The sudden death of President John Pombe Magufuli has left Tanzania in shock. He had pursued policies towards transformation to a middle-income country, but relegated climate policy to the sidelines. His vision can be achieved only if his successor puts Tanzania on a climate-resilient development pathway, argues Timo Leiter.

On 17 March 2021, Tanzania’s Vice President, Samia Suluhu Hassan, announced that President John Pombe Magufuli had died unexpectedly of heart failure. It has been widely speculated that President Magufuli’s death may have been caused by COVID-19, a virus whose dangers he denied.

During his presidency, Mr Magufuli pursued an ambitious economic reform agenda but showed no interest in advancing the climate policy work that his predecessor had begun. Despite climate impacts taking an increasing toll on people’s livelihoods and critical infrastructure in the country, climate change was dropped from the President’s priority list. Tanzania subsequently fell behind its neighbours in preparing for climate change while simultaneously promoting a fossil-fuel-heavy development pathway which further contributes to rising global greenhouse gas emissions.

At the time of his death, President Magufuli was just beginning his second five-year presidential term. During his first term he had gained praise for fighting corruption and pursuing major development projects, including a new railroad between Dar es Salaam and the capital Dodoma, a new airport terminal and a revitalised national airline. Magufuli was widely regarded by the Tanzanian population as a strong man who got things done, but he had also been attracting increasing criticism for his autocratic decision-making, crackdowns on the opposition (documented in the 2019 Human Rights Report), and restrictions on free press including a change of the national statistics law that made it an offence to contradict government statistics.

While industrialisation was at the heart of Magufuli’s political agenda, the great majority of the population remains dependent on climate-sensitive sectors. Agriculture alone accounts for more than 65% of the workforce. Despite that, Magufuli never mentioned climate change in any public statement. The absence of leadership on this topic had its consequences. Tanzania was among the last countries that ratified the Paris Agreement, doing so only once more than 170 countries had already done so (UN Treaty Collection). Neighbouring countries Kenya, Rwanda and Uganda are far advanced in their climate policies and all three have adopted a national climate change law (see the Grantham Research Institute’s Climate Laws database).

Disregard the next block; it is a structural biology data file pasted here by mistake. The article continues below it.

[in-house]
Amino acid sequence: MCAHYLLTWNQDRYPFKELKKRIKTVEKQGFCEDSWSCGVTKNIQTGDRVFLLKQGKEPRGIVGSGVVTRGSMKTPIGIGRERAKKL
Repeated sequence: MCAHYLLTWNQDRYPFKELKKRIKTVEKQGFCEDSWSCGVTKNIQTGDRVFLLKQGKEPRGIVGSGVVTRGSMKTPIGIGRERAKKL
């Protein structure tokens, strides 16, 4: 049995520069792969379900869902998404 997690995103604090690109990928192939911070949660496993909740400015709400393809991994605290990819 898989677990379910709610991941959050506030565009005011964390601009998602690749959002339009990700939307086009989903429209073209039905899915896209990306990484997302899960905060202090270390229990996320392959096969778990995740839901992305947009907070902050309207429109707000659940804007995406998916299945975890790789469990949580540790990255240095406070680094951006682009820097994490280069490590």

Magufuli instead embraced fossil-intensive development. Among the nine flagship projects in Tanzania’s National Development Plan 2017-2021 is the construction of a coal-fired power plant, a liquified national gas terminal, and a large crude oil pipeline from Uganda to the coast of Tanzania. These investments would further lock-in fossil fuel emissions for decades to come. In fact, all five scenarios of the Power Sector Master Plan from 2016 foresee 75-85% power generation from fossil fuels up to 2040 and a negligible role for renewables other than hydro power.

Investment and a suitable legal and policy environment are required to ramp up renewables

With its large area of almost 1 million square kilometres, a sun-rich location just South of the equator and over 1,000 kilometres of coastline, Tanzania has an abundant potential to meets its growing energy demand from renewable sources and become self-sufficient in energy supply. In fact, a feasibility study in 2017 by the Institute for Sustainable Futures (ISF) concluded that “100 per cent renewable energy for all Tanzanians is technically and economically possible, and a realistic pathway for Tanzania to align with the Paris Agreement and Sustainable Development Goals”.

Civil society organisations have tried to lobby the government to be more open to clean energy, but to no avail. On the contrary, the government rejected the continuation of an energy programme that aimed to advance “affordable, reliable and sustainable energy”, despite already approved funding of over €10m from Germany and the European Union (the programme subsequently ended in 2018).